• lack of control, having few possessions or always wearing the same clothes; having no documentation; not being allowed to speak for themselves;
  • reluctance to seek help: fear of law enforcement or statutory services for a number of reasons, such as not knowing where to get help, fear of deportation, fear of violence to them or their family.


You can read more about the signs of modern slavery here.

What do I do?

If think you are a victim of modern slavery or know someone who is, it is important that you report it to your local police by calling 101.


If you are reporting a potential victim, do not attempt to let the victim know you have reported it or confront the traffickers. You need to ensure their safety and yours.


If your agency is a first responder, you can make a referral into the National Referral Mechanism. You can find links to guidance below.

What is the NRM (National Referral Mechanism)

The NRM (National Referral Mechanism) is the UK framework for identifying victims of human trafficking or modern slavery and ensuring they receive the appropriate support. Potential victims must be referred to the NRM by an authorised agency known as a ‘first responder’, these include local authorities and police forces. You can find more information on the NRM here.


People who are referred to the NRM are granted a reflection and recovery period while their circumstances are investigated and during this time they have access to specialist support. BCWA provide the West Midlands region-wide support service as a subcontractor of the Salvation Army.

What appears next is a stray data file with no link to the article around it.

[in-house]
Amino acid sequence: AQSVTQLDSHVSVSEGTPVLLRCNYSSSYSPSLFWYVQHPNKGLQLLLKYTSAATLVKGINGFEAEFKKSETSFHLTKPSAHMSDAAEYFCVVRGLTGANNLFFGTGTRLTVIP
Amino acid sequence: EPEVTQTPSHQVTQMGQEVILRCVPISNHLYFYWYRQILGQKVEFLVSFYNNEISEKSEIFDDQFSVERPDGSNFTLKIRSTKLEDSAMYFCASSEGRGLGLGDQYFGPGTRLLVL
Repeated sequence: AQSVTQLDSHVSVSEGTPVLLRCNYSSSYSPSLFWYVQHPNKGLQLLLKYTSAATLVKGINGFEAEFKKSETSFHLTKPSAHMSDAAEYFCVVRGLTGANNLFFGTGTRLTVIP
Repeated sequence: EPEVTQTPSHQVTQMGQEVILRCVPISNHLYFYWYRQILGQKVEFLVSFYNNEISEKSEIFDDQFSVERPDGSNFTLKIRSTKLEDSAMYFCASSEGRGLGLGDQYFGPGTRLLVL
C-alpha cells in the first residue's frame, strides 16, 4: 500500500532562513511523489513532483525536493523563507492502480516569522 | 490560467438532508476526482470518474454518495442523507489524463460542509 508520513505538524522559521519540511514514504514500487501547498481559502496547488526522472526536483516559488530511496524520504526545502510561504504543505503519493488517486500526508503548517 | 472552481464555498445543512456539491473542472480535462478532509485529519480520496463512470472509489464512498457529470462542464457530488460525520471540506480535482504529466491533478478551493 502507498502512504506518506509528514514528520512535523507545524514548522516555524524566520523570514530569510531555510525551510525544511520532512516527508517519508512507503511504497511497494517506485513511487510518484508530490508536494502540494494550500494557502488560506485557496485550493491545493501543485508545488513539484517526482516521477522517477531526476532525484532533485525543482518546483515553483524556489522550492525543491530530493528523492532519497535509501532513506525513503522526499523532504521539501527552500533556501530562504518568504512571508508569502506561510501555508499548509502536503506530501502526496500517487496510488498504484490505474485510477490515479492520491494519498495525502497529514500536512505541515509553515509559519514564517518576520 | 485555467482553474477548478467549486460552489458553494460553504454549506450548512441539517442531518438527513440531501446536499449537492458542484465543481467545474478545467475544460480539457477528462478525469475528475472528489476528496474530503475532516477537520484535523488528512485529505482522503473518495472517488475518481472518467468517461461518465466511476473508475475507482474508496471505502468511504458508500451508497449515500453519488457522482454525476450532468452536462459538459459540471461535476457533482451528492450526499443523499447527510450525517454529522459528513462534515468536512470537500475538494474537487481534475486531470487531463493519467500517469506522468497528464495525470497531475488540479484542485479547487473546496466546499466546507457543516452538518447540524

The support we offer

Survivors of modern slavery come to BCWA having experienced some of the worst trauma and exploitation that an individual can face. Most of the women we support have been trafficked from their home country and forced into prostitution, and we also have supported men of all ages who have been exploited as forced labourers or cannabis cultivators.

BCWA are specialist in working with people who have been severely traumatised by abuse, violence and exploitation, and our Modern Slavery Team works with passion and compassion to support them on their journey from victim to survivor, offering:

  • Emotional support and counselling to come to terms with their experience;
  • Safe refuge for women and children;
  • Support to access services such as healthcare; many female survivors come to our service late in pregnancy without having had any pre-natal care; survivors who have been sexually exploited are at high risk of infections or HIV;
  • Support to understand their legal rights and entitlements as a victim of modern-day slavery;
  • Links to local services and educational courses, to develop confidence and independence;
  • Support with their next steps, whether it is safe for them to return home or if they need to claim asylum.
Black Country Women's Aid Modern Slavery logo

Trigger warning

Promise, who is supported by our service, told her story of being trafficked into prostitution to Unilad for this video. Please note that this video contains distressing content related to sexual violence.

Play video

Contact us if you need more information or advice

Email our team